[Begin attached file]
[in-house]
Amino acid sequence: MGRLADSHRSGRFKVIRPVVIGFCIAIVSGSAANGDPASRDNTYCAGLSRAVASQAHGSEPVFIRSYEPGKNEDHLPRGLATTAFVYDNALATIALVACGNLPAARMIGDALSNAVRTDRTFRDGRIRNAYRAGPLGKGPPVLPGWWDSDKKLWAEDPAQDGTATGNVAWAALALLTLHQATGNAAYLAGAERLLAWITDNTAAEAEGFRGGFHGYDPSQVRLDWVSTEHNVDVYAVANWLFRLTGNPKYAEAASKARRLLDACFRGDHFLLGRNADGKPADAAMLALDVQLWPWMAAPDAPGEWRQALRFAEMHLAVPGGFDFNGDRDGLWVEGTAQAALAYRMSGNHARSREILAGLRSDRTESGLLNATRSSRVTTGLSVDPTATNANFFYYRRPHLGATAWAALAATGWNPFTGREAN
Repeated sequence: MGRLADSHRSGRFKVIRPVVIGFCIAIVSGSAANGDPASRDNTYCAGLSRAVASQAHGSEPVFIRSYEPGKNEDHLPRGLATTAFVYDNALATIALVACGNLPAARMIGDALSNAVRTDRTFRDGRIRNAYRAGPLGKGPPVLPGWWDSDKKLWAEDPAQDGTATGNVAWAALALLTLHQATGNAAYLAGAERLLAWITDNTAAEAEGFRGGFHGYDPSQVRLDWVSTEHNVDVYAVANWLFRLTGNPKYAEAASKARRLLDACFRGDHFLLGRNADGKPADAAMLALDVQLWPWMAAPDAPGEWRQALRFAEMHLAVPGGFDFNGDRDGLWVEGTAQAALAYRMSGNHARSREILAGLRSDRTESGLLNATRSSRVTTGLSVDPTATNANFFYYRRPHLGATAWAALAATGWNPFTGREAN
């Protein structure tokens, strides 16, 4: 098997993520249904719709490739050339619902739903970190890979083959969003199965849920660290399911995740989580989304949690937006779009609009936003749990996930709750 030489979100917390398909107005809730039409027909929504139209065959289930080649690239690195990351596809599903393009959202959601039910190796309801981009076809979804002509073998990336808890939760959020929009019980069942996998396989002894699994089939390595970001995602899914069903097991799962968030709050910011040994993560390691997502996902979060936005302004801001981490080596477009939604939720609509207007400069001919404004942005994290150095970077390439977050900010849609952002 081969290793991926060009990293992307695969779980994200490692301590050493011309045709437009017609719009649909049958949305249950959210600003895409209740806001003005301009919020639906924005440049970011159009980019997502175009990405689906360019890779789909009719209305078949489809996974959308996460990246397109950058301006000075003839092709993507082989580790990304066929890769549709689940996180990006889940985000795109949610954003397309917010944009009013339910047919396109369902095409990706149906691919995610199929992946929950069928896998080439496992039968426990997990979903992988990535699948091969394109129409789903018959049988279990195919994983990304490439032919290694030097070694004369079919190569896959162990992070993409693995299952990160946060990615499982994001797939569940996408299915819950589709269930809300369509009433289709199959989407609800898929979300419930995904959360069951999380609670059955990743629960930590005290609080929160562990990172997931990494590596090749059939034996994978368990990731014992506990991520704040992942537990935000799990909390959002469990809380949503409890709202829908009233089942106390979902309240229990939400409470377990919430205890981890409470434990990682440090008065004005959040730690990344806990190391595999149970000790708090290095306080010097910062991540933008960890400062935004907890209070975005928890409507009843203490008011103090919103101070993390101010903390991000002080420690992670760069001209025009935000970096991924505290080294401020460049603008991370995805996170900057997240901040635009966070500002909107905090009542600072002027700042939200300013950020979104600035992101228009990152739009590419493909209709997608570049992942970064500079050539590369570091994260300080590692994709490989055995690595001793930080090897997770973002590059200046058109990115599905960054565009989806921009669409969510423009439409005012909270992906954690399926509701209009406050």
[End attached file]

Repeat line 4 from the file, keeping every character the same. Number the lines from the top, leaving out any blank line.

């Protein structure tokens, strides 16, 4: 098997993520249904719709490739050339619902739903970190890979083959969003199965849920660290399911995740989580989304949690937006779009609009936003749990996930709750 030489979100917390398909107005809730039409027909929504139209065959289930080649690239690195990351596809599903393009959202959601039910190796309801981009076809979804002509073998990336808890939760959020929009019980069942996998396989002894699994089939390595970001995602899914069903097991799962968030709050910011040994993560390691997502996902979060936005302004801001981490080596477009939604939720609509207007400069001919404004942005994290150095970077390439977050900010849609952002 081969290793991926060009990293992307695969779980994200490692301590050493011309045709437009017609719009649909049958949305249950959210600003895409209740806001003005301009919020639906924005440049970011159009980019997502175009990405689906360019890779789909009719209305078949489809996974959308996460990246397109950058301006000075003839092709993507082989580790990304066929890769549709689940996180990006889940985000795109949610954003397309917010944009009013339910047919396109369902095409990706149906691919995610199929992946929950069928896998080439496992039968426990997990979903992988990535699948091969394109129409789903018959049988279990195919994983990304490439032919290694030097070694004369079919190569896959162990992070993409693995299952990160946060990615499982994001797939569940996408299915819950589709269930809300369509009433289709199959989407609800898929979300419930995904959360069951999380609670059955990743629960930590005290609080929160562990990172997931990494590596090749059939034996994978368990990731014992506990991520704040992942537990935000799990909390959002469990809380949503409890709202829908009233089942106390979902309240229990939400409470377990919430205890981890409470434990990682440090008065004005959040730690990344806990190391595999149970000790708090290095306080010097910062991540933008960890400062935004907890209070975005928890409507009843203490008011103090919103101070993390101010903390991000002080420690992670760069001209025009935000970096991924505290080294401020460049603008991370995805996170900057997240901040635009966070500002909107905090009542600072002027700042939200300013950020979104600035992101228009990152739009590419493909209709997608570049992942970064500079050539590369570091994260300080590692994709490989055995690595001793930080090897997770973002590059200046058109990115599905960054565009989806921009669409969510423009439409005012909270992906954690399926509701209009406050």